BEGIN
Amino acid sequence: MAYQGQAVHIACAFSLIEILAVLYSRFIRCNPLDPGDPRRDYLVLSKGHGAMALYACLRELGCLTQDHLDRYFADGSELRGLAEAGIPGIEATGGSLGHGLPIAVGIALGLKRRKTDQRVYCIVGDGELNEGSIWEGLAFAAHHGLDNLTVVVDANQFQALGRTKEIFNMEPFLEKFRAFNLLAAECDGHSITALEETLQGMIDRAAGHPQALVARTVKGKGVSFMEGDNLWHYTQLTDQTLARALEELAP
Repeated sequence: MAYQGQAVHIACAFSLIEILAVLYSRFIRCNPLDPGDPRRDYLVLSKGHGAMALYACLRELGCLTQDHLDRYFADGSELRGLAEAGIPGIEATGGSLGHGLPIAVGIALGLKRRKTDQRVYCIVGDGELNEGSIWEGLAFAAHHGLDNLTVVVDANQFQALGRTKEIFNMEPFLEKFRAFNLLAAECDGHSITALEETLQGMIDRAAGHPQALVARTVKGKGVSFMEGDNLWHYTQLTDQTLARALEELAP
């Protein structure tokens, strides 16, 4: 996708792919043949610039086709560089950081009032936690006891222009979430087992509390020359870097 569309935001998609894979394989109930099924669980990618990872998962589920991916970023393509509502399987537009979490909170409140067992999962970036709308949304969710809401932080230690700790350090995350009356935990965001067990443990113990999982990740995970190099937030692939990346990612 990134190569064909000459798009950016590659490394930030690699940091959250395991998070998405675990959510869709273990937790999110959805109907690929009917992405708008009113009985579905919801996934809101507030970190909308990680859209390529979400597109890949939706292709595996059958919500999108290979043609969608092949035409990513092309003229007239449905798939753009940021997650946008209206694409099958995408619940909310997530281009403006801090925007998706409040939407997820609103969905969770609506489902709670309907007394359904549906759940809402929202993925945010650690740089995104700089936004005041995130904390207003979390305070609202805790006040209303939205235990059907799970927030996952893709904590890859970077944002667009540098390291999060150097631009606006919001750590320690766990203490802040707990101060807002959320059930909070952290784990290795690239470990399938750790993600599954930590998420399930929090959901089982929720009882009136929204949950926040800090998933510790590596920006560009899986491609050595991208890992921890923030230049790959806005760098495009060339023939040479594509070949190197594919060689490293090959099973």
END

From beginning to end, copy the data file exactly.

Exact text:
Amino acid sequence: MAYQGQAVHIACAFSLIEILAVLYSRFIRCNPLDPGDPRRDYLVLSKGHGAMALYACLRELGCLTQDHLDRYFADGSELRGLAEAGIPGIEATGGSLGHGLPIAVGIALGLKRRKTDQRVYCIVGDGELNEGSIWEGLAFAAHHGLDNLTVVVDANQFQALGRTKEIFNMEPFLEKFRAFNLLAAECDGHSITALEETLQGMIDRAAGHPQALVARTVKGKGVSFMEGDNLWHYTQLTDQTLARALEELAP
Repeated sequence: MAYQGQAVHIACAFSLIEILAVLYSRFIRCNPLDPGDPRRDYLVLSKGHGAMALYACLRELGCLTQDHLDRYFADGSELRGLAEAGIPGIEATGGSLGHGLPIAVGIALGLKRRKTDQRVYCIVGDGELNEGSIWEGLAFAAHHGLDNLTVVVDANQFQALGRTKEIFNMEPFLEKFRAFNLLAAECDGHSITALEETLQGMIDRAAGHPQALVARTVKGKGVSFMEGDNLWHYTQLTDQTLARALEELAP
């Protein structure tokens, strides 16, 4: 996708792919043949610039086709560089950081009032936690006891222009979430087992509390020359870097 569309935001998609894979394989109930099924669980990618990872998962589920991916970023393509509502399987537009979490909170409140067992999962970036709308949304969710809401932080230690700790350090995350009356935990965001067990443990113990999982990740995970190099937030692939990346990612 990134190569064909000459798009950016590659490394930030690699940091959250395991998070998405675990959510869709273990937790999110959805109907690929009917992405708008009113009985579905919801996934809101507030970190909308990680859209390529979400597109890949939706292709595996059958919500999108290979043609969608092949035409990513092309003229007239449905798939753009940021997650946008209206694409099958995408619940909310997530281009403006801090925007998706409040939407997820609103969905969770609506489902709670309907007394359904549906759940809402929202993925945010650690740089995104700089936004005041995130904390207003979390305070609202805790006040209303939205235990059907799970927030996952893709904590890859970077944002667009540098390291999060150097631009606006919001750590320690766990203490802040707990101060807002959320059930909070952290784990290795690239470990399938750790993600599954930590998420399930929090959901089982929720009882009136929204949950926040800090998933510790590596920006560009899986491609050595991208890992921890923030230049790959806005760098495009060339023939040479594509070949190197594919060689490293090959099973």